Guitars, Cadillacs, Etc. Etc.
The context: Like countless other aspiring singer-songwriters raised on Hank Williams, Johnny Cash, and Bakersfield honky-tonk, Ohio native Dwight Yoakam moved to Nashville with dreams of country stardom. But his old-school style was out of step with the pop-oriented "urban cowboy" movement of the late '70s and early '80s, so he left for Los Angeles and started playing punk clubs in addition to the country circuit. Yoakam's "cowpunk" sound would be classified as alt-country just five years later, but he remained focused on country radio when he made his 1986 debut full-length album, Guitars, Cadillacs, Etc., Etc.
The greatness: Along with Randy Travis and Steve Earle, Yoakam was a leader of the new traditionalist movement in mid-'80s country music. But while Travis became a radio star with a series of slick tearjerkers, and Earle blazed a stubbornly lonesome trail miles away from mainstream country (aesthetically and politically), Yoakam split the difference on Guitars, Cadillacs, Etc. Etc. with music rooted in tradition that also had contemporary appeal. He proved himself a true acolyte of the Bakersfield sound—which emphasized the dance floor and songs that demanded to be played loud on car stereos—over alt-country staples like poor folks and screen doors. Yoakam did sing about the common man: "Miner's Prayer" could fit comfortably on any Uncle Tupelo record. But Guitars, Cadillacs, Etc. Etc. proved the commercial viability of classic country by topping the Billboard country-albums chart and scoring two Top 10 singles.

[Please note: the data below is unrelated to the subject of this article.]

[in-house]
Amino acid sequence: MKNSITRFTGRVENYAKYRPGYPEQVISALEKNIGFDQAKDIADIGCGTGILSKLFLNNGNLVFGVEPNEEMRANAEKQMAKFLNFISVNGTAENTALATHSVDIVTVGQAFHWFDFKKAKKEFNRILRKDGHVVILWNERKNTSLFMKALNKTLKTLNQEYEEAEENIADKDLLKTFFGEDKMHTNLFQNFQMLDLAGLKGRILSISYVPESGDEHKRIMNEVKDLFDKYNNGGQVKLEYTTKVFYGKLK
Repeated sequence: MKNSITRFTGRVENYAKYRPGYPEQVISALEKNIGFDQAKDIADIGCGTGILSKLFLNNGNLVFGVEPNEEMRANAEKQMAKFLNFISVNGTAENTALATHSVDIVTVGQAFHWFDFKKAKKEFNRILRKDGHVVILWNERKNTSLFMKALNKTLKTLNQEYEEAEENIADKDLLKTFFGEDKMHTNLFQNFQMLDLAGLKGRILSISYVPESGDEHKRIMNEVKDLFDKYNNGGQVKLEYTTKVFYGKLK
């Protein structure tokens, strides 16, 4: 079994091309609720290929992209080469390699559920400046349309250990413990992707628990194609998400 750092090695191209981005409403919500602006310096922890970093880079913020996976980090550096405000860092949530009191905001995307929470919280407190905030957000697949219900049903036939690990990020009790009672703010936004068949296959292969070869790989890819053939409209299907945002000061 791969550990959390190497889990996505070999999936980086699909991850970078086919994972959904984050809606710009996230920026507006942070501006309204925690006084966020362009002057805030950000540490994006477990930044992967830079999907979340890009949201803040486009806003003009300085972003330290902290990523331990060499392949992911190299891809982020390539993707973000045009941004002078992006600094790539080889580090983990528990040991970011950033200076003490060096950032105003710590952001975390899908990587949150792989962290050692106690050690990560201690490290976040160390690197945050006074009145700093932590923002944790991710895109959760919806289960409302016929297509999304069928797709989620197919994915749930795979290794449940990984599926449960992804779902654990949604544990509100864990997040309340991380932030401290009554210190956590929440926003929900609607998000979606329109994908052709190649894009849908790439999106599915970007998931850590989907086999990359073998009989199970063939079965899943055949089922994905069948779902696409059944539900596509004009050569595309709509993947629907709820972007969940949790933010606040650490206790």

Defining song: The album's finest slow song, "It Won't Hurt," begins with a line so characteristically honky-tonk that it's almost laughable: "It won't hurt when I fall down from this barstool / And it won't hurt when I stumble in the street." But there's nothing laughable about Yoakam's performance, which is imbued with wounded pride and quiet hopelessness. Like the best country songs, "It Won't Hurt" begins as a cliché and ends up being a universal truth.